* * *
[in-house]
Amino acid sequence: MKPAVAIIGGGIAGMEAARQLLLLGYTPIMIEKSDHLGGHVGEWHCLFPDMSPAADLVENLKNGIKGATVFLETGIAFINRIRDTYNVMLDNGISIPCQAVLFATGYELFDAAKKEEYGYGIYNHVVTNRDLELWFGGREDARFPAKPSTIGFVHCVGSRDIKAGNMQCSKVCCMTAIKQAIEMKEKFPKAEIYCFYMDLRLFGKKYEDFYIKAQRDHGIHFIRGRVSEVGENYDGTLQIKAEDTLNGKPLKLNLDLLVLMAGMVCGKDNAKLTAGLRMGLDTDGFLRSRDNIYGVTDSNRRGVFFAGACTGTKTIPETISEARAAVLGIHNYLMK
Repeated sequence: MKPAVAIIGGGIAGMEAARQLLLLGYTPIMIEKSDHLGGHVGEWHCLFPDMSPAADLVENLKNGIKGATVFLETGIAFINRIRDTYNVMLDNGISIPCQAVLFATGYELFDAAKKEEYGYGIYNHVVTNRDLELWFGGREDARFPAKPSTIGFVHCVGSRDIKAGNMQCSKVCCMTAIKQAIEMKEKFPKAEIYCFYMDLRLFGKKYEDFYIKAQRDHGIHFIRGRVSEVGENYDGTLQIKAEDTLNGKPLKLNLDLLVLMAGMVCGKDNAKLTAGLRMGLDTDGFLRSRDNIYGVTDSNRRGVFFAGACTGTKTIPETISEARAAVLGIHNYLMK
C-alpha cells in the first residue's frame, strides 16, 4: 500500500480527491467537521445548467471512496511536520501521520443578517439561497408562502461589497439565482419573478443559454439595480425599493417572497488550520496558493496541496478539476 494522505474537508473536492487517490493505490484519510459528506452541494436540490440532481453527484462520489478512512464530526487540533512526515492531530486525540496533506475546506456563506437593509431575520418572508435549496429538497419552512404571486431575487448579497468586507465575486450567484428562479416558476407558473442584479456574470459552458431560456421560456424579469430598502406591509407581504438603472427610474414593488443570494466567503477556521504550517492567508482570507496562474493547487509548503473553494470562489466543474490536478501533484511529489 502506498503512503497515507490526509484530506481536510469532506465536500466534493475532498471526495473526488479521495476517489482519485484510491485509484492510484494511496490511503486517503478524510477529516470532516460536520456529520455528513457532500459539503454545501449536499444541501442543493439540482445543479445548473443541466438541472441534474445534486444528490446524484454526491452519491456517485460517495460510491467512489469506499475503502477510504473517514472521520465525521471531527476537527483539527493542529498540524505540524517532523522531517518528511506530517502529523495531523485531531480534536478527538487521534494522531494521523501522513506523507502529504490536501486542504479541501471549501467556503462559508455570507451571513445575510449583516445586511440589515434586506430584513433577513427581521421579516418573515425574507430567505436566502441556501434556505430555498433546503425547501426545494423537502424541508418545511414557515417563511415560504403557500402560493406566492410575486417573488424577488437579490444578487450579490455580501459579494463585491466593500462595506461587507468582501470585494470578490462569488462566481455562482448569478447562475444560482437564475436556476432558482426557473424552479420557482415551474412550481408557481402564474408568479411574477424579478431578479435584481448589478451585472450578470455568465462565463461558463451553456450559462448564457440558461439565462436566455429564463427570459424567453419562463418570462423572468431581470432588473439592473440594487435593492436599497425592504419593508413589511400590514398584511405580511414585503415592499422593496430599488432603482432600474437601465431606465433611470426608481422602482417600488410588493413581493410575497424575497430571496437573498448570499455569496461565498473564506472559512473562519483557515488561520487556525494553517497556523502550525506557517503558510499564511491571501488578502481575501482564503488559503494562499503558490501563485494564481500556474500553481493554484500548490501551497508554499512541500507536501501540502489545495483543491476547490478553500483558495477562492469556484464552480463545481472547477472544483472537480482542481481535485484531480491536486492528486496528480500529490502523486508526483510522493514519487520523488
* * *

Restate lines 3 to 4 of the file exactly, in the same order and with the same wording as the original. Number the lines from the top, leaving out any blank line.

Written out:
Repeated sequence: MKPAVAIIGGGIAGMEAARQLLLLGYTPIMIEKSDHLGGHVGEWHCLFPDMSPAADLVENLKNGIKGATVFLETGIAFINRIRDTYNVMLDNGISIPCQAVLFATGYELFDAAKKEEYGYGIYNHVVTNRDLELWFGGREDARFPAKPSTIGFVHCVGSRDIKAGNMQCSKVCCMTAIKQAIEMKEKFPKAEIYCFYMDLRLFGKKYEDFYIKAQRDHGIHFIRGRVSEVGENYDGTLQIKAEDTLNGKPLKLNLDLLVLMAGMVCGKDNAKLTAGLRMGLDTDGFLRSRDNIYGVTDSNRRGVFFAGACTGTKTIPETISEARAAVLGIHNYLMK
C-alpha cells in the first residue's frame, strides 16, 4: 500500500480527491467537521445548467471512496511536520501521520443578517439561497408562502461589497439565482419573478443559454439595480425599493417572497488550520496558493496541496478539476 494522505474537508473536492487517490493505490484519510459528506452541494436540490440532481453527484462520489478512512464530526487540533512526515492531530486525540496533506475546506456563506437593509431575520418572508435549496429538497419552512404571486431575487448579497468586507465575486450567484428562479416558476407558473442584479456574470459552458431560456421560456424579469430598502406591509407581504438603472427610474414593488443570494466567503477556521504550517492567508482570507496562474493547487509548503473553494470562489466543474490536478501533484511529489 502506498503512503497515507490526509484530506481536510469532506465536500466534493475532498471526495473526488479521495476517489482519485484510491485509484492510484494511496490511503486517503478524510477529516470532516460536520456529520455528513457532500459539503454545501449536499444541501442543493439540482445543479445548473443541466438541472441534474445534486444528490446524484454526491452519491456517485460517495460510491467512489469506499475503502477510504473517514472521520465525521471531527476537527483539527493542529498540524505540524517532523522531517518528511506530517502529523495531523485531531480534536478527538487521534494522531494521523501522513506523507502529504490536501486542504479541501471549501467556503462559508455570507451571513445575510449583516445586511440589515434586506430584513433577513427581521421579516418573515425574507430567505436566502441556501434556505430555498433546503425547501426545494423537502424541508418545511414557515417563511415560504403557500402560493406566492410575486417573488424577488437579490444578487450579490455580501459579494463585491466593500462595506461587507468582501470585494470578490462569488462566481455562482448569478447562475444560482437564475436556476432558482426557473424552479420557482415551474412550481408557481402564474408568479411574477424579478431578479435584481448589478451585472450578470455568465462565463461558463451553456450559462448564457440558461439565462436566455429564463427570459424567453419562463418570462423572468431581470432588473439592473440594487435593492436599497425592504419593508413589511400590514398584511405580511414585503415592499422593496430599488432603482432600474437601465431606465433611470426608481422602482417600488410588493413581493410575497424575497430571496437573498448570499455569496461565498473564506472559512473562519483557515488561520487556525494553517497556523502550525506557517503558510499564511491571501488578502481575501482564503488559503494562499503558490501563485494564481500556474500553481493554484500548490501551497508554499512541500507536501501540502489545495483543491476547490478553500483558495477562492469556484464552480463545481472547477472544483472537480482542481481535485484531480491536486492528486496528480500529490502523486508526483510522493514519487520523488